Three songs into the Dixie Chicks’ DCXMMXVI concert at a sold-out Bridgestone Arena on Wednesday (Aug. 17), Natalie Maines hollered, “Nashville! Long time no see. You guys look fantastic. I love what you’re wearing.”
It’s true. The thousands of Dixie Chicks fans at the show were dressed to impress for the band’s return to Music City. The last time the Chicks headlined the venue was Dec. 1, 2006, on the Accidents & Accusations tour when the Bridgestone was called the Gaylord Entertainment Center.
Maines’ introduction was met with ear-splitting screams from the predominantly female crowd donning their best concert attire. Throughout the aisles were glammed up fans loosening up their chains and dancing to every song in their favorite Dixie Chicks T-shirts, chic night looks and the pre-pop Taylor Swift uniform of cowboy boots and a sundress. The night was life-changing all over again for those who have followed the Chicks since they broke out with their Monument debut Wide Open Spaces nearly 20 years ago.
That’s the thing about good friends and fans. No matter how much time goes by between their last hoorahs, they pick up the conversation right where they left off whenever they finally do get together.
The Chicks’ Maines, Martie Erwin and Emily Strayer looked gorgeous, too, pairing their concert black and white looks with dazzling smiles as they ripped through two hours of live covers and selections from their Grammy-winning albums Taking the Long Way, Home, Fly and Wide Open Spaces.
After the lights went down and a recording of Prince’s “Let’s Go Crazy” sent the crowd into a frenzy, the Chicks kicked off the show with the driving “Taking the Long Way” and an incendiary “Lubbock or Leave It” from 2006’s Taking the Long Way, showcasing harmonies as pristine as their picking. And both were piss clean throughout the night.
Folks seemed to love the truth coming from their mouths when they followed up with “The Truth No. 2” – the first of three Patty Griffin songs performed onstage that night.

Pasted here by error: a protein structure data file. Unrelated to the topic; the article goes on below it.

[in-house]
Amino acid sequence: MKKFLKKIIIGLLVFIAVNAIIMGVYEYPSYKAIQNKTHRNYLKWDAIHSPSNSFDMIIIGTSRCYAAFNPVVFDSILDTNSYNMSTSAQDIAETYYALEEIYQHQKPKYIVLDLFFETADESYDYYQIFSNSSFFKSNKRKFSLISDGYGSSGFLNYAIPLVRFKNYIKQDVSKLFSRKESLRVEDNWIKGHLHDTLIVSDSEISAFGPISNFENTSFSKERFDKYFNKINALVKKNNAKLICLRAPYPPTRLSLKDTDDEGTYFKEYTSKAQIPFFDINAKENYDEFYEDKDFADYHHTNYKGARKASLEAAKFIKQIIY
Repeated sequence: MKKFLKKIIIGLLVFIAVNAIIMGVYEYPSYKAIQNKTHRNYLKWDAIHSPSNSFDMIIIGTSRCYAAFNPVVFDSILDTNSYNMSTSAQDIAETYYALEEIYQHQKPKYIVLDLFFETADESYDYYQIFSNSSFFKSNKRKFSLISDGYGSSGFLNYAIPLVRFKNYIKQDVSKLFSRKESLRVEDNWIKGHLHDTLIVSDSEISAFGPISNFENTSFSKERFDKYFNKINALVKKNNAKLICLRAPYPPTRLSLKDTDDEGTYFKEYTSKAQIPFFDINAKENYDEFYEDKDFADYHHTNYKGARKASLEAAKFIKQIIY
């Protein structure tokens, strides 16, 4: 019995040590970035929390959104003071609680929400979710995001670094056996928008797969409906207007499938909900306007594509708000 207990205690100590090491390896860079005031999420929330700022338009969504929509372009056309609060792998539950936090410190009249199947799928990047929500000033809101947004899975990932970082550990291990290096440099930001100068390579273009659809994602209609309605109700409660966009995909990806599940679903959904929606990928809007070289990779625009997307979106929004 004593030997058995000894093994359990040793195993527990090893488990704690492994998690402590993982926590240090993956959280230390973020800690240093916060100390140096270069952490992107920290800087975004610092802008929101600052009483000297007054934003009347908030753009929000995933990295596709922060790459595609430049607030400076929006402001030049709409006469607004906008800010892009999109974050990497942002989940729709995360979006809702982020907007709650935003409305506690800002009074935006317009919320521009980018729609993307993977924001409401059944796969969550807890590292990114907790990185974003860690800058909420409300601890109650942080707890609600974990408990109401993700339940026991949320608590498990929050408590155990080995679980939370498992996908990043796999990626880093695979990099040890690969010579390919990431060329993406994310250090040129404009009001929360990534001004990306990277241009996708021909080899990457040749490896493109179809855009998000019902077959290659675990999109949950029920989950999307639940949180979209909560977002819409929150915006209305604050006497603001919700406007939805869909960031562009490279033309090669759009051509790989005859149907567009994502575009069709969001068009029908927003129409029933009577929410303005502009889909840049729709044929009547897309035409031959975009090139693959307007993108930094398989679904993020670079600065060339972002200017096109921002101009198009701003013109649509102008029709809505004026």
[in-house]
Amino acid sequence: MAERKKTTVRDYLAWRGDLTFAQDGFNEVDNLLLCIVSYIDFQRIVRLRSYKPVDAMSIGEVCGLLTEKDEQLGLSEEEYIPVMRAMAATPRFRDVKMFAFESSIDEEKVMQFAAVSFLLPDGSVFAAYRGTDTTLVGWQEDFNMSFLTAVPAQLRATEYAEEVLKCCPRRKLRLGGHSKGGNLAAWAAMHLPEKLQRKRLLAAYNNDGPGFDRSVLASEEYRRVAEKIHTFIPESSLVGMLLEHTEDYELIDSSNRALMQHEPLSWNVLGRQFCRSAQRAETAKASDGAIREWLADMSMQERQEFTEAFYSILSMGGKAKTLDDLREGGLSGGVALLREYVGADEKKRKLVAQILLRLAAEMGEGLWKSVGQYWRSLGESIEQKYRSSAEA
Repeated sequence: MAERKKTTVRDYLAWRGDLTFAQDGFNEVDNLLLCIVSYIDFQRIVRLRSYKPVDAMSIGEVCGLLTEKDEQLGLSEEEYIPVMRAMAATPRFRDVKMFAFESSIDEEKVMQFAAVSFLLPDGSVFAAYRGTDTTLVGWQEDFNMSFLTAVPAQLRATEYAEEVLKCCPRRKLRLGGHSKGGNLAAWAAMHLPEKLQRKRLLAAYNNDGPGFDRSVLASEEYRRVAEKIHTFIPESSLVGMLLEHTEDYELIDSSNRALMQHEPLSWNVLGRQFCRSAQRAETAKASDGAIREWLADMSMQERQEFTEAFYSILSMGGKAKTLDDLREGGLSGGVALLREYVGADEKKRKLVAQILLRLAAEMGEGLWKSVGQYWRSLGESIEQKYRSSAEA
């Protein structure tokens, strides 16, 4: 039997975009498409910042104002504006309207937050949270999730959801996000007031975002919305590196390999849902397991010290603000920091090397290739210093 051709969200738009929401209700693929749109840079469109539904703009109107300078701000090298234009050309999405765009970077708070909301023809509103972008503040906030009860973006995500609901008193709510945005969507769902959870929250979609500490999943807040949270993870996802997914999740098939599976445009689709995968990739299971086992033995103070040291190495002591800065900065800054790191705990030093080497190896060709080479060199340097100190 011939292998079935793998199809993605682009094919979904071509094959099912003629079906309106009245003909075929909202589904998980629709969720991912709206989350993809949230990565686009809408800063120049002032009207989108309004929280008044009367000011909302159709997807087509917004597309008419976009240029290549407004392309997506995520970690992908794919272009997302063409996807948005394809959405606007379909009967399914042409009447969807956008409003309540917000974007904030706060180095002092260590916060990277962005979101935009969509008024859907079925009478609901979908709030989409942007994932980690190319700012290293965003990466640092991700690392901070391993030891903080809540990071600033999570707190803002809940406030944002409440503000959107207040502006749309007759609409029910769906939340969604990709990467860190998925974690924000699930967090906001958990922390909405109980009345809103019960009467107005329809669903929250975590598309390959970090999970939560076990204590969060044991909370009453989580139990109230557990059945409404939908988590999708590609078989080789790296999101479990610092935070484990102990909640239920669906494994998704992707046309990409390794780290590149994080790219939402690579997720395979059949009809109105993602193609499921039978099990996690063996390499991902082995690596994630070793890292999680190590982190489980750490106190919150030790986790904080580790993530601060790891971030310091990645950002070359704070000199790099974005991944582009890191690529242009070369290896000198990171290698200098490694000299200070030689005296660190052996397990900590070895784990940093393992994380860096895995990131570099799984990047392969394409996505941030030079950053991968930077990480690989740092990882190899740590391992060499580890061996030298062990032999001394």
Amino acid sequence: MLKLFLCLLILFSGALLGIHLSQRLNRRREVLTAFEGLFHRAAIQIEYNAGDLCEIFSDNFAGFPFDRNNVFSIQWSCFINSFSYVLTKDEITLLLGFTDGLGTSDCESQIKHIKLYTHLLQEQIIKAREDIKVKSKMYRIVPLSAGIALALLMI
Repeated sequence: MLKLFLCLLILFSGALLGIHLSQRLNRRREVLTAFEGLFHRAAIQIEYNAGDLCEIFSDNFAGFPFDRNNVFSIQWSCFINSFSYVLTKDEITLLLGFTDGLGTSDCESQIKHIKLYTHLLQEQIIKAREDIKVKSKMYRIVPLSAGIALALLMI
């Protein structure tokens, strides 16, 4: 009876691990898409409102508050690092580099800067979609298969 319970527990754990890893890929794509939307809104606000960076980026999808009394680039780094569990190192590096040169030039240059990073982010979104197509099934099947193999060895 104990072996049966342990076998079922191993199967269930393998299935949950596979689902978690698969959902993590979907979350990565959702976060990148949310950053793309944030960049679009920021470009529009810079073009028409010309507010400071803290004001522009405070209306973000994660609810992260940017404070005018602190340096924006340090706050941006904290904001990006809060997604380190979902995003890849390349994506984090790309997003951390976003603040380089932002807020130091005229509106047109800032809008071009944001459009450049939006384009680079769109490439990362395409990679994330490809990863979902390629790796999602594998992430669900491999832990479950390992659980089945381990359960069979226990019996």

A lyric video featuring picturesque landscapes from around the world played on a mega screen backdrop guided fans through Taking the Long Way’s “Easy Silence.” For “Long Time Gone,” they poured on a Cajun swagger and touched on “Dixie Chicken,” the Little Feat classic that inspired the band’s namesake.
Between 2016 losses of David Bowie, Guy Clark, Glenn Frey, Merle Haggard and more, the Chicks had their pick of the litter when it comes to which music icon to eulogize on the DCXMMXVI tour. But they stuck with Prince, delivering an emotional cover of “Nothing Compares 2 U” with his famous symbol lit up in purple on the big screen backdrop.
The Griffin covers continued with “Top of the World” from 2002’s Home. Old black-and-white mug shots of criminals flashed on the big screen as the ladies lit into “Goodby Earl,” and if one blinked, they’d missed the flash of presidential candidate Donald Trump with a mustache and devil horns drawn on his mug.
A video starring the ladies drag racing vintage muscle cars to a pre-recorded bluegrass version of Motörhead’s “Ace of Spades” played while stage crews did a quick set change for four-song acoustic set that included their last No. 1 single, 2003’s “Travelin’ Soldier,” the concert’s final Griffin cover “Don’t Let Me Die in Florida,” Beyoncé’s “Daddy Lessons” and the fiery “White Trash Wedding.” Then Maines banged on a tom tom while the band lit into a bluegrass instrumental piece that included covers of White Stripes’ “Seven Nation Army” and Beyoncé’s “Single Ladies.”
Red, white and blue confetti rained on the crowd during “Ready to Run,” which was the show’s only political moment. The crowd yelled enthusiastically when Erwin leaped into the familiar fiddle parts while a satirical video of all the presidential candidates wearing red clown faces flashed on the backdrop. It was clear no one in the audience really gave a flip about the band’s political issues of the past. Some even hoisted their beers in the air during the choruses, catching confetti in their clear plastic cups.